'We will have the easiest term sheets': Rehan Yar Khan of Orios Venture Partners

'We will have the easiest term sheets': Rehan Yar Khan of Orios Venture Partners

Rehan Yar Khan is an active angel investor in India, who has invested in almost 19 companies in his personal capacity that include Druva, OlaCabs, Jigsee (now VuClip), Unbxd, Pretty Secrets, Reach Accountant, Sapience and DocSuggest, among others. Khan has now announced his maiden VC fund Orios Venture Partners for which he has raised around $50 million (Rs 300 crore). Orios will seek to back home-grown ventures operating in the internet and B2B software products spaces. According to Khan, Orios will be an entrepreneur-friendly fund, which will seek to bridge the gap between traditional VCs fund and entrepreneurs.

Techcircle.in spoke to Khan to know more about Orios, market trends in India and more. Here are edited excerpts:

There are many funds in India. Why does the market need another fund? What is your USP?

Yes, there are many funds in India. However, most of them are foreign funds, while some have started in India but raised money from foreign investors.

Indeed, there are three reasons why we are here. One is that, if you are looking at India, not much action is happening in the VC investment space. I think Indian investors themselves desperately need a fund like Orios to get into these kinds of investments, because these are not available in the public space. Secondly, India needs an entrepreneur-led fund. We are one of the rare entrepreneur-pro funds in India and we understand the entrepreneurship ecosystem well. Third, I think startups definitely need this kind of fund. If you are going to a startup and asking if there are many funds in India available for startups, they would say no.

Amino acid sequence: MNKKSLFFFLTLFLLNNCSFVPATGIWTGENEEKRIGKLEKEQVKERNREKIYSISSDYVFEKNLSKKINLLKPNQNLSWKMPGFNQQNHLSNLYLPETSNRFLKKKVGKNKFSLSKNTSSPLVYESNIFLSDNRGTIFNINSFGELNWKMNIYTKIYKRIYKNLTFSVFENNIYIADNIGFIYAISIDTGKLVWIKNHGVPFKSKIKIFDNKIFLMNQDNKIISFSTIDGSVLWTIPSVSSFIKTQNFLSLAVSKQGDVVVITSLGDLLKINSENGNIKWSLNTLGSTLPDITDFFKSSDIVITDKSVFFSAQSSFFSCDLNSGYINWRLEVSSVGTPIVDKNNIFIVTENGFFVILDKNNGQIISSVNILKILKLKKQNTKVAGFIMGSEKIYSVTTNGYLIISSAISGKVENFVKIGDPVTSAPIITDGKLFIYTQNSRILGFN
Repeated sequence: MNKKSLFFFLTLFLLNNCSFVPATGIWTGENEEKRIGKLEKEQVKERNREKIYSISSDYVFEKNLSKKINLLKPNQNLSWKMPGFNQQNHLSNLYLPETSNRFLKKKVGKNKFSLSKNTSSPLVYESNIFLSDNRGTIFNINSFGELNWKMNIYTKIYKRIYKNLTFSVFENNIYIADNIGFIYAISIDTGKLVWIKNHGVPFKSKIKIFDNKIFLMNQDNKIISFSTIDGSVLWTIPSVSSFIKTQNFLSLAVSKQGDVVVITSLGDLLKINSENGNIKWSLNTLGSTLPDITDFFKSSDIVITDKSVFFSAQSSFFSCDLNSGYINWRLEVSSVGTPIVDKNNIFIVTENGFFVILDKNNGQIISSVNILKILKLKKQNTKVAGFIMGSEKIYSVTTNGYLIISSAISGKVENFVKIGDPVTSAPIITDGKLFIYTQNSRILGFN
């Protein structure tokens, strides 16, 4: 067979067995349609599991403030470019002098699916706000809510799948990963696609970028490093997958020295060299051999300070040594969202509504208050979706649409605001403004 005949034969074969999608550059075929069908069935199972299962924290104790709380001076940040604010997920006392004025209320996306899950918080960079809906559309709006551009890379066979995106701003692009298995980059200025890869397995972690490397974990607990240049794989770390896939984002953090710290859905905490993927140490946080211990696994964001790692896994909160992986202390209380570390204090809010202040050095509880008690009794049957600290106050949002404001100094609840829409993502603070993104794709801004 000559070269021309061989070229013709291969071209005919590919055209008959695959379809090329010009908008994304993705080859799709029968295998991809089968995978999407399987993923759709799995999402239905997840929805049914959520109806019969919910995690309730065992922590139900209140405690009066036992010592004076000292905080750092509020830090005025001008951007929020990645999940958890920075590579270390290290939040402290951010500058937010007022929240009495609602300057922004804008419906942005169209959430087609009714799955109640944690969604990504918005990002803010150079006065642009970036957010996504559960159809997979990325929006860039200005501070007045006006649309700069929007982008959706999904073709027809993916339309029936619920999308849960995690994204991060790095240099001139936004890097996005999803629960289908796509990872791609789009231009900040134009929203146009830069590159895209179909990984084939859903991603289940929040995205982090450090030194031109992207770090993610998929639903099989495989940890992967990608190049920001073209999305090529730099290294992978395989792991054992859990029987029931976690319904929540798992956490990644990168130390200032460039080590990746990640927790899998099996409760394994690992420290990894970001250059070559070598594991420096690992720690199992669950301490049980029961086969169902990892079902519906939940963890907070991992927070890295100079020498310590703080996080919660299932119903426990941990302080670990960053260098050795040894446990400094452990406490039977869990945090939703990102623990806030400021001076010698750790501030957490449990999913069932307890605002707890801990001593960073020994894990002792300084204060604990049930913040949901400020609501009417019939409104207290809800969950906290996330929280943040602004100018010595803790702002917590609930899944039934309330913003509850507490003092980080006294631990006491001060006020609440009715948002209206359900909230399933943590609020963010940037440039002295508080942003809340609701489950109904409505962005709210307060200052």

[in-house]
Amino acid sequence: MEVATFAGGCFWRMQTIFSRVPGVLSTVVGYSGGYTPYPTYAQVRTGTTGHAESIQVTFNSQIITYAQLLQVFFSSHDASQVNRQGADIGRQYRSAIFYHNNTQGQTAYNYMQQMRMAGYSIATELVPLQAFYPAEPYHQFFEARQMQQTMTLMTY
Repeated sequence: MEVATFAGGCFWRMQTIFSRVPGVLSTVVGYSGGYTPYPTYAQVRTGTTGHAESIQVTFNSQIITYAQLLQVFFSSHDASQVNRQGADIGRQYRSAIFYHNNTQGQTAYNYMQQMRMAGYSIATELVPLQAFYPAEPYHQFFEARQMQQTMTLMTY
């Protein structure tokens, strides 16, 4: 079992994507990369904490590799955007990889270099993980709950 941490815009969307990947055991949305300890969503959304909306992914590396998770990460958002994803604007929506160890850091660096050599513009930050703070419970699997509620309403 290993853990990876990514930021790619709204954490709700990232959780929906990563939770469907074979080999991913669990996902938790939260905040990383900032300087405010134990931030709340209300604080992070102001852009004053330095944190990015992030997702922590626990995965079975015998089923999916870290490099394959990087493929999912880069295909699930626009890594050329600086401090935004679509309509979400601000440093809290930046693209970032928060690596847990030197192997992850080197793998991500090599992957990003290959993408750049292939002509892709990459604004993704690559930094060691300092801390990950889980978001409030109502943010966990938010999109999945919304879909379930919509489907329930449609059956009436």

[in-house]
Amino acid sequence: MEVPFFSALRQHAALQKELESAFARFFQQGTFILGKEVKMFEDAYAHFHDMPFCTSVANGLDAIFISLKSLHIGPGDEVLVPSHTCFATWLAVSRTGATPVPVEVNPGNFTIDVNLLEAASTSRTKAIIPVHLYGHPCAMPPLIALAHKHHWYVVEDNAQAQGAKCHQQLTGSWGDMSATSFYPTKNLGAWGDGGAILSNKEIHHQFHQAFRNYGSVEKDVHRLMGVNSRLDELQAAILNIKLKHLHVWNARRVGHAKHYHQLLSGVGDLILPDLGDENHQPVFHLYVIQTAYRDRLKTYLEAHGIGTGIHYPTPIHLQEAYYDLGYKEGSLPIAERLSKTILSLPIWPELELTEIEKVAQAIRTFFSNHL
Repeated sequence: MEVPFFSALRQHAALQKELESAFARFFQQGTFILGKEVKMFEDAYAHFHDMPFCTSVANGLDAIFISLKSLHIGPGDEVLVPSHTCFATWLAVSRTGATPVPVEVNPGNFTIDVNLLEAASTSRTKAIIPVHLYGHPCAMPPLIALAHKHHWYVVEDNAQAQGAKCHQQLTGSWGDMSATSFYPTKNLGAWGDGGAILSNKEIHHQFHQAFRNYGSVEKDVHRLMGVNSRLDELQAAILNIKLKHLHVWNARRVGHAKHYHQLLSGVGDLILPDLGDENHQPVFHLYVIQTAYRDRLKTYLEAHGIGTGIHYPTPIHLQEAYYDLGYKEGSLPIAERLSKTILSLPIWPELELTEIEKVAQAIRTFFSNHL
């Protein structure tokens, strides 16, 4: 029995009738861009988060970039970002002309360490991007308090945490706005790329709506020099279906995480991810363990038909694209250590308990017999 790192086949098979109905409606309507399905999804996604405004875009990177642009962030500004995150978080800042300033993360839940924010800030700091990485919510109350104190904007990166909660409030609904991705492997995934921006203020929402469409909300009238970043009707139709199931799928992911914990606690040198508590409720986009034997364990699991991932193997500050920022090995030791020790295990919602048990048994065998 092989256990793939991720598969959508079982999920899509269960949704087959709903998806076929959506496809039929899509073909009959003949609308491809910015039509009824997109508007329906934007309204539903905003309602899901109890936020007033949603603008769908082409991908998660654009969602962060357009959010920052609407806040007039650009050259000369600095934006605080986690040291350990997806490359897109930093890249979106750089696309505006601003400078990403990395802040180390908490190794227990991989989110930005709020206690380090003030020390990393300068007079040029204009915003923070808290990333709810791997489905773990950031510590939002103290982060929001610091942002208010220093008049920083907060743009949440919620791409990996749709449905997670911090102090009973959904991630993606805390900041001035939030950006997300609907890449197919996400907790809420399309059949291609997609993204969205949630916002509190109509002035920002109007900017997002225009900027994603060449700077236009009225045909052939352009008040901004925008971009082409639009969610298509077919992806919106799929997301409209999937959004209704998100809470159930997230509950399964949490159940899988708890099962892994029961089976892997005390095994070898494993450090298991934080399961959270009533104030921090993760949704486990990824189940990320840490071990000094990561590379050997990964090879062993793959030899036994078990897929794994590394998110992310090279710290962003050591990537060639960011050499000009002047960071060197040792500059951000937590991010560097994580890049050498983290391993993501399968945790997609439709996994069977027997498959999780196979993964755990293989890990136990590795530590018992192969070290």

Our USP is that we will have the easiest term sheets and easiest share purchasing agreement for entrepreneurs. We will not waste people's time. We will add value to our portfolio firms, but will not interfere in their business. Being an entrepreneur, the number one issue is interference. Additionally, we will create a very friendly atmosphere so that the companies can perform properly.

It will not take more than 30 days to write the cheque from the day we meet an entrepreneur.

What is the size of the fund? Who are the investors?

It is a Rs 300 crore fund. I cannot share the details of people who invested in the fund, as I am not allowed to do so. There are some funds which share the names of investors, but I don't know how and why they do it.

Is it an India-focused fund? Which are the key areas that you are looking at with the fund?

Yes, it is absolutely an India-focused fund. We will mainly look at two areas—product software and internet. Product software is an area where I have invested in the past and many of my companies have now moved to the US and raised further funding. So we will continue to look at India-US themes with the fund. In the internet space, we will mainly look at e-commerce, especially companies which make apparels and cosmetics that leverage online platform for distribution.

In effect, 50 per cent of our funds will go to product companies while the rest will to internet firms.

But some VC investors say e-commerce is already fully tapped into in India...

If you look at the trends in emerging markets like Brazil and China, almost 50 per cent of their population are online, of which almost 40-50 per cent are shopping online. Now, when it comes to India, only 20 per cent are online, in which only 9 per cent are into e-shopping.

So, India offers a lot of headroom to grow compared with other emerging countries. Hence the country holds a huge potential.

There is also some perception among Indian entrepreneurs that Indian investors are more biased towards product software space. What do you think?